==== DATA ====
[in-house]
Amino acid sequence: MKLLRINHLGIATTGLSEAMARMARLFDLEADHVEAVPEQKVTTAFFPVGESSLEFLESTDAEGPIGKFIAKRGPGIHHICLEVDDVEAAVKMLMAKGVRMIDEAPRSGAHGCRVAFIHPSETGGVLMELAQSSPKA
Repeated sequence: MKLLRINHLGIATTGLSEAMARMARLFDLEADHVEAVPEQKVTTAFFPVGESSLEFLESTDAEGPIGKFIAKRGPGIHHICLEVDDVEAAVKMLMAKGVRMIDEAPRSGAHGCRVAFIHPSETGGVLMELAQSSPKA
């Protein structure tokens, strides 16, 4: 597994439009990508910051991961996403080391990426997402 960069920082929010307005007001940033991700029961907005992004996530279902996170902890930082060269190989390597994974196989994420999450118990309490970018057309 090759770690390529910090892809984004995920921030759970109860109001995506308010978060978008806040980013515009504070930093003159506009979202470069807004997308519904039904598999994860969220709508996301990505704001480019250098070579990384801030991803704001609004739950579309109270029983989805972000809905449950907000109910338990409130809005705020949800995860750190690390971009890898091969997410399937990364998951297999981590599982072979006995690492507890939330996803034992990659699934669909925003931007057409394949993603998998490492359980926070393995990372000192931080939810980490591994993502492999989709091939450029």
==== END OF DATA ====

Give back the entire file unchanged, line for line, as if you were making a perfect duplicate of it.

[in-house]
Amino acid sequence: MKLLRINHLGIATTGLSEAMARMARLFDLEADHVEAVPEQKVTTAFFPVGESSLEFLESTDAEGPIGKFIAKRGPGIHHICLEVDDVEAAVKMLMAKGVRMIDEAPRSGAHGCRVAFIHPSETGGVLMELAQSSPKA
Repeated sequence: MKLLRINHLGIATTGLSEAMARMARLFDLEADHVEAVPEQKVTTAFFPVGESSLEFLESTDAEGPIGKFIAKRGPGIHHICLEVDDVEAAVKMLMAKGVRMIDEAPRSGAHGCRVAFIHPSETGGVLMELAQSSPKA
């Protein structure tokens, strides 16, 4: 597994439009990508910051991961996403080391990426997402 960069920082929010307005007001940033991700029961907005992004996530279902996170902890930082060269190989390597994974196989994420999450118990309490970018057309 090759770690390529910090892809984004995920921030759970109860109001995506308010978060978008806040980013515009504070930093003159506009979202470069807004997308519904039904598999994860969220709508996301990505704001480019250098070579990384801030991803704001609004739950579309109270029983989805972000809905449950907000109910338990409130809005705020949800995860750190690390971009890898091969997410399937990364998951297999981590599982072979006995690492507890939330996803034992990659699934669909925003931007057409394949993603998998490492359980926070393995990372000192931080939810980490591994993502492999989709091939450029």